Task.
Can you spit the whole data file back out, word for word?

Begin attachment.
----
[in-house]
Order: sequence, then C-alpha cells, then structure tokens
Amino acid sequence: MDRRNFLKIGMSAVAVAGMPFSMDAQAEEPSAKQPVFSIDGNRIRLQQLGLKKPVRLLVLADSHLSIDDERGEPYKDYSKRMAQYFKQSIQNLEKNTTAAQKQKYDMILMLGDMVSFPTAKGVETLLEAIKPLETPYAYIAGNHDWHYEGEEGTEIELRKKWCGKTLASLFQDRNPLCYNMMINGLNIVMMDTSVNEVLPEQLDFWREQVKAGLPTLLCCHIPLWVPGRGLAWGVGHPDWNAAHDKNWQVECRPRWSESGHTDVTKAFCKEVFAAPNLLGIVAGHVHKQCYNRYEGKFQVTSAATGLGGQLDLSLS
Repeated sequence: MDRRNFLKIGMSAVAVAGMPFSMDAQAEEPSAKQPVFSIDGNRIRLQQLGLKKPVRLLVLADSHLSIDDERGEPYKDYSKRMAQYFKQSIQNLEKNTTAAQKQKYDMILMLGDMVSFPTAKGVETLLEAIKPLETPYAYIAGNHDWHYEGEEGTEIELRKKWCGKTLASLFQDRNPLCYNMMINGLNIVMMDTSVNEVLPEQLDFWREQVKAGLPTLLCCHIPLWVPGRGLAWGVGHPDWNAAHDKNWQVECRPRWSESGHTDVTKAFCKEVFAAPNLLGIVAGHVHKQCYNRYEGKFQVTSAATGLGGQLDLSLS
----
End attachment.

[in-house]
Order: sequence, then C-alpha cells, then structure tokens
Amino acid sequence: MDRRNFLKIGMSAVAVAGMPFSMDAQAEEPSAKQPVFSIDGNRIRLQQLGLKKPVRLLVLADSHLSIDDERGEPYKDYSKRMAQYFKQSIQNLEKNTTAAQKQKYDMILMLGDMVSFPTAKGVETLLEAIKPLETPYAYIAGNHDWHYEGEEGTEIELRKKWCGKTLASLFQDRNPLCYNMMINGLNIVMMDTSVNEVLPEQLDFWREQVKAGLPTLLCCHIPLWVPGRGLAWGVGHPDWNAAHDKNWQVECRPRWSESGHTDVTKAFCKEVFAAPNLLGIVAGHVHKQCYNRYEGKFQVTSAATGLGGQLDLSLS
Repeated sequence: MDRRNFLKIGMSAVAVAGMPFSMDAQAEEPSAKQPVFSIDGNRIRLQQLGLKKPVRLLVLADSHLSIDDERGEPYKDYSKRMAQYFKQSIQNLEKNTTAAQKQKYDMILMLGDMVSFPTAKGVETLLEAIKPLETPYAYIAGNHDWHYEGEEGTEIELRKKWCGKTLASLFQDRNPLCYNMMINGLNIVMMDTSVNEVLPEQLDFWREQVKAGLPTLLCCHIPLWVPGRGLAWGVGHPDWNAAHDKNWQVECRPRWSESGHTDVTKAFCKEVFAAPNLLGIVAGHVHKQCYNRYEGKFQVTSAATGLGGQLDLSLS